Denomination: Greek Bronze Date: 359-336 BCE
Description: Philip II of Macedonia AE19, Macedonia. 359-336 BC. Obverse: Head of Apollo right, hair bound in a taenia Reverse: ΦIΛIΠΠOY, youth on horse prancing right
The reign of Phillip II, father of Alexander the Great, marked a major turning point in the history of the Greek world. His plan was to make himself master of Greece and then undertake the conquest of the traditional enemy of the Greeks, the Persian Empire. The first part of his ambition was achieved, but the assassin’s hand struck down the king before he was able to begin his attack on Acheamenid territory. In order to finance his military operations Philip instituted a large-scale coinage of gold, silver and bronze denominations.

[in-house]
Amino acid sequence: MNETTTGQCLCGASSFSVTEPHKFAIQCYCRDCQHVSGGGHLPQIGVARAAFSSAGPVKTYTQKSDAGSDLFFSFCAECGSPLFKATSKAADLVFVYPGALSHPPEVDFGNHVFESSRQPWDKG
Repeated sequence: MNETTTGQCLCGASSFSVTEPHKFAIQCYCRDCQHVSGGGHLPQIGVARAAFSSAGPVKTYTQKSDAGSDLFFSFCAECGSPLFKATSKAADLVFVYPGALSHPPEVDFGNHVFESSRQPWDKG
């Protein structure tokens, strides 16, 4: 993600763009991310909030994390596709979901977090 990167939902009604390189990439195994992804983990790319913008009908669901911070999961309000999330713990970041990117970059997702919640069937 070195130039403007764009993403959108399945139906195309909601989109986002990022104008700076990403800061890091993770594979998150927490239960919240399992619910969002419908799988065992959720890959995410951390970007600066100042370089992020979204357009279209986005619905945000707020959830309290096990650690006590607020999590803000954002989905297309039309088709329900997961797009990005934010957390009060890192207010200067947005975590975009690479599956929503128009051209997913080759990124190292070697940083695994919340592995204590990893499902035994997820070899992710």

Phillip was said to be obsessed with youth, hence the image of a jockey on horseback, a reference to his equestrian victory as a young boy at the Olympian games of 356 BCE. On the other side of the coin is Apollo, who was the god of youth and music. Coinage in Phillip’s name continued long after his death and served the needs of the northern territories of the Macedonian kingdom. This late variant, from the Amphilopolis mint, probably belongs to the years following the death of Alexander when the vast realm was nominally ruled by the great conqueror’s half brother Phillip III Arrhidaeus, son of Phillip II and Philinna.